By Emma Thomasson
AMSTERDAM – The head of the U.N. nuclear watchdog welcomed on Thursday moves to avert possible U.N. sanctions against Tehran over its nuclear programme and appealed for compromise as Iran’s president said he was ready to talk.
ElBaradei, head of the International Atomic Energy Agency (IAEA), said he was pleased the U.N. Security Council was holding off from sanctions against Iran as Europeans work on a package of benefits to induce Tehran to cooperate.
“I’m very optimistic. I hope both sides will move away from the war of words, I hope the pitch will go down, I hope people will adopt a cool-headed approach,” he told a news conference at Amsterdam airport. “We need compromises from both sides.”
“I hope that at this stage we will use more carrots before we think of using sticks,” he said. “It is a very good idea that the Security Council is holding its horses.”
Washington and its European allies have been seeking a U.N. Security Council resolution that would oblige Iran to halt all uranium enrichment work or face possible sanctions.
But Russia and China have resisted the move and Washington agreed this week to let the Europeans first devise a package of benefits for Iran in return for cooperating, putting back a decision on a possible resolution for about two weeks.
Iran said any European proposals would have to allow it to enrich uranium for atomic research and development purposes. Tehran says it only wants to produce low-grade enriched uranium to use in atomic power reactors, not the highly enriched uranium needed to make bombs.
“In any new proposal or package, including the EU’s future proposal, suspending Iran’s basic rights, including suspension of enrichment at the level of research and development, is unacceptable,” Hossein Entezami, spokesman for the Supreme National Security Council, told Iran’s semi-official Mehr News Agency.
Diplomats say ElBaradei has privately told Western leaders they may have to accept a limited Iranian enrichment programme under IAEA monitoring as it was a matter of national pride and to insist on scrapping it may only bolster Iranian hardliners.
He and other IAEA veterans were also unhappy about the Security Council’s intervention. They fear that a rush to punish Iran before having found hard evidence of bomb-making could drive it out of the Non-Proliferation Treaty and force its nuclear project underground.
ElBaradei has said Iran poses “no imminent threat”.
READY FOR DIALOGUE
Entezami said that while Iran had not yet received any new proposals, any suggestions “could be reviewed and discussed”.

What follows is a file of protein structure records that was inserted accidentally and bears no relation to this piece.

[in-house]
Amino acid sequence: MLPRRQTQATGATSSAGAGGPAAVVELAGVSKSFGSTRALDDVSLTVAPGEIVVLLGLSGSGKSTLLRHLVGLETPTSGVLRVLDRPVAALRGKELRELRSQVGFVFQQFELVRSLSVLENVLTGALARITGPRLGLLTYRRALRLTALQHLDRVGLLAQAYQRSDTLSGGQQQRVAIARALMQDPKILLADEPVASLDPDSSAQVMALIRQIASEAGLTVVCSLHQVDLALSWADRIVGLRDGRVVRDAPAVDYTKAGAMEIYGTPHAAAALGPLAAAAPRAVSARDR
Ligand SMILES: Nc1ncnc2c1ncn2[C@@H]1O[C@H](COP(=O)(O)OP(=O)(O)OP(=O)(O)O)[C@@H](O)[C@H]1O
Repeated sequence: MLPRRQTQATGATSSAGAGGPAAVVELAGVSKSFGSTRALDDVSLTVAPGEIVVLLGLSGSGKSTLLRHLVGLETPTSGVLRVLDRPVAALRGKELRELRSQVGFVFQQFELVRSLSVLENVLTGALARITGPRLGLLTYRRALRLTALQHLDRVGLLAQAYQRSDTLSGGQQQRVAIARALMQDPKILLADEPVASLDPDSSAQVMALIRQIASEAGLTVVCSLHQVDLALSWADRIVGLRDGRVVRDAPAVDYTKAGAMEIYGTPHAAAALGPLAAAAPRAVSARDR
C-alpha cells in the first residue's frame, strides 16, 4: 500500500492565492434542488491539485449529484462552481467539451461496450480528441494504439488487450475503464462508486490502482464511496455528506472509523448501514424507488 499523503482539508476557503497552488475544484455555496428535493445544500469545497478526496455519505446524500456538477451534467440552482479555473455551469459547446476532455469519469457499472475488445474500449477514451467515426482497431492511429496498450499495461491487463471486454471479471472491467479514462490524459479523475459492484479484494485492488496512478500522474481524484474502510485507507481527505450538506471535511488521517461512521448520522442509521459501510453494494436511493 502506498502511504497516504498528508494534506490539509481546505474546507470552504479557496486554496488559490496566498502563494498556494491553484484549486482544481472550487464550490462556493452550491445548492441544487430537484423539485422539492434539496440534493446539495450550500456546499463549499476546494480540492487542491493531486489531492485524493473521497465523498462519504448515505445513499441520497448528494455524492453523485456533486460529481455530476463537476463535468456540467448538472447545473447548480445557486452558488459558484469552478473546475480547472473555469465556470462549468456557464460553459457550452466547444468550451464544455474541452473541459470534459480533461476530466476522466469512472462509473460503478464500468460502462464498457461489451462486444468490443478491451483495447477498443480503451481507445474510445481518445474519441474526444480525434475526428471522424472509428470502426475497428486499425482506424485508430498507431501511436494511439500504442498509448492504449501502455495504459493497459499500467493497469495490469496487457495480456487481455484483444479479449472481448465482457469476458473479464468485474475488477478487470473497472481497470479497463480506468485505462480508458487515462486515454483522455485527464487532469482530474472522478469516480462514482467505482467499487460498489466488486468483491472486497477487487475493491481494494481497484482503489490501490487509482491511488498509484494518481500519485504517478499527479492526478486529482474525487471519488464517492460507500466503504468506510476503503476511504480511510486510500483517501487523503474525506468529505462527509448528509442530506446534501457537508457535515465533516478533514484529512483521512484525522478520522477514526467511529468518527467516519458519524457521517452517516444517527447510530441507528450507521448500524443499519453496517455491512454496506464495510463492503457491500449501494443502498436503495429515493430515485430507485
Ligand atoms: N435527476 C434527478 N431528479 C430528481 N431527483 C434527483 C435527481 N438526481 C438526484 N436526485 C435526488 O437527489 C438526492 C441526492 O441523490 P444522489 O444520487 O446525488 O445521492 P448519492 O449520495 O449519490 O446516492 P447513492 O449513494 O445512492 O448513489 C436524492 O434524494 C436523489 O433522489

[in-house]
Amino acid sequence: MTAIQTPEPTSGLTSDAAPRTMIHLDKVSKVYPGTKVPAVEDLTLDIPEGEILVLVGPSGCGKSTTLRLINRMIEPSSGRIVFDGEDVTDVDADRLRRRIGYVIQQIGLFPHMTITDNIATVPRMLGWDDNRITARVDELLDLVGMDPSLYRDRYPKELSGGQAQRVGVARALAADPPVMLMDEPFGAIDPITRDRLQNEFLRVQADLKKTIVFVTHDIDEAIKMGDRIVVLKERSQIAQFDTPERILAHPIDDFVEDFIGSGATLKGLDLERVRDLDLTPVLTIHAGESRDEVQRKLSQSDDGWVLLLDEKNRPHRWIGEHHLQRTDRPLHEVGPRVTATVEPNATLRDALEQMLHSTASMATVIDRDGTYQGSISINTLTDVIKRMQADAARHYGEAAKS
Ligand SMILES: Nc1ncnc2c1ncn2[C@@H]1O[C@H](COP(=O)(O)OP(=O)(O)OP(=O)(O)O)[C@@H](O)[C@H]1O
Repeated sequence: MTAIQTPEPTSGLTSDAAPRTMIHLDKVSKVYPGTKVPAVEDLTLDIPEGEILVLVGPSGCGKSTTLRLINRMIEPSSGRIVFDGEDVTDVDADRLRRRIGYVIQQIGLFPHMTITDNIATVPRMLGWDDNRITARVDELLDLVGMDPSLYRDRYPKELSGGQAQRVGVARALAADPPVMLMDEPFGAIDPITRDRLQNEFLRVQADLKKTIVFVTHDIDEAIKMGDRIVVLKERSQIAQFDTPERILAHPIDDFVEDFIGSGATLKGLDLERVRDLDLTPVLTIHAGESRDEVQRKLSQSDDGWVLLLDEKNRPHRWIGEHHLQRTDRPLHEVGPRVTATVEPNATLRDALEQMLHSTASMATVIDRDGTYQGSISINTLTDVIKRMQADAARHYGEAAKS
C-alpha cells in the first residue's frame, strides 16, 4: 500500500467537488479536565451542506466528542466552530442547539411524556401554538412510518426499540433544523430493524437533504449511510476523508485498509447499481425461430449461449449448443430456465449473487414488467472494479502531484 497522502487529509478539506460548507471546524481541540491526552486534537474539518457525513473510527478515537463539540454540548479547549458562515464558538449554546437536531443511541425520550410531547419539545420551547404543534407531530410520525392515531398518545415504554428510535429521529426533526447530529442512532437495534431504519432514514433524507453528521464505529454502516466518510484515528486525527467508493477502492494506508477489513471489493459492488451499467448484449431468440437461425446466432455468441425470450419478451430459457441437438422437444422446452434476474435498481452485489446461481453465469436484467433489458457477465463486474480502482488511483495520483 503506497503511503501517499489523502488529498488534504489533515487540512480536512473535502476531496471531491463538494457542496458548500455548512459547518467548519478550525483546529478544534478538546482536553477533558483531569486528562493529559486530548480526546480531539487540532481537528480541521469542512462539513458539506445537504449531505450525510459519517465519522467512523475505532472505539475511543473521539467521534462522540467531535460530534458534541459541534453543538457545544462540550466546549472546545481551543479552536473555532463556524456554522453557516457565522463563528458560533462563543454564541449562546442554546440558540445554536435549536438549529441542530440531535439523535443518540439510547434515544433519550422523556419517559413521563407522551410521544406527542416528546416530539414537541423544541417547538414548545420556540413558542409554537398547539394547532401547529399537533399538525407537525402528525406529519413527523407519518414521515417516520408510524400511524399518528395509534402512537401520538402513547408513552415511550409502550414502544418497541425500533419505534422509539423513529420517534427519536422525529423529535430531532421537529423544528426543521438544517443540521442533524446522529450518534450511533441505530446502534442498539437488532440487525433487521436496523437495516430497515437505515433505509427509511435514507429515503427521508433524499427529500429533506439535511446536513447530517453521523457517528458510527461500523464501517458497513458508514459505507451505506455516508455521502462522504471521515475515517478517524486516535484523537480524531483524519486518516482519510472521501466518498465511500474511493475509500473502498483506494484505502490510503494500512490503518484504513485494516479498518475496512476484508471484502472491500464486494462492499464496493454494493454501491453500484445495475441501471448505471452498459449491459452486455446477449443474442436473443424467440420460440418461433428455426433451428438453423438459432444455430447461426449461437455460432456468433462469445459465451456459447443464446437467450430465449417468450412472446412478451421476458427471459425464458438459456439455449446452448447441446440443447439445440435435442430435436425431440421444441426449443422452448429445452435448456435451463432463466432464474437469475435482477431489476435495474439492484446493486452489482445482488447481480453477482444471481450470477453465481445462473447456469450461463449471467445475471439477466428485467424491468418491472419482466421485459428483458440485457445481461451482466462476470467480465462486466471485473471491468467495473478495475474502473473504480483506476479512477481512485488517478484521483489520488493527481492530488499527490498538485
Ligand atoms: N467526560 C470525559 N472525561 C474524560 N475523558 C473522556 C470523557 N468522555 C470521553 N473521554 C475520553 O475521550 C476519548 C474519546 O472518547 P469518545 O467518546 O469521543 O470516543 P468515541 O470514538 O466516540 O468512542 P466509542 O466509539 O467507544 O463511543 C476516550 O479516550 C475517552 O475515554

During a visit to Indonesia, President Mahmoud Ahmadinejad also said Iran was “ready to engage in dialogue with anybody”.
He was responding to a question on a letter he sent to U.S. President George W. Bush this week, the first by an Iranian president to his U.S. counterpart since Washington cut ties with Iran in 1980 following Iran’s 1979 revolution.
Washington has dismissed the letter as a diversionary tactic that did not address the problem of Tehran’s nuclear ambitions.
In an interview broadcast on Indonesia’s Metro television, Ahmadinejad said of Iran’s nuclear programme: “It has nothing to do with nuclear weapons, or military purposes.”
He also said it was “ridiculous” for countries with nuclear arsenals of their own to be pressing Iran to curb its effort to develop nuclear energy. During a speech, Ahmadinejad called Israel a creature of Europe that had no place in the Middle East. He has previously said Israel should be eliminated.
ElBaradei, in The Netherlands to receive an award, said both sides had to move and issues such as security and trade needed to be addressed as well as the question of nuclear energy.
“The more we can go back to the negotiating table, the more we can address grievances from both sides,” he said.
“Iran owes it to the international community to make sure that its programme is exclusively for peaceful purposes. They have work to do with (the) IAEA to clarify outstanding issues. They have confidence building measures to take.”
Ahmadinejad is due to fly to Bali on Friday for a meeting of the Developing Eight group that also includes Indonesia, Nigeria, Malaysia, Egypt, Turkey, Pakistan and Bangladesh. — Reuter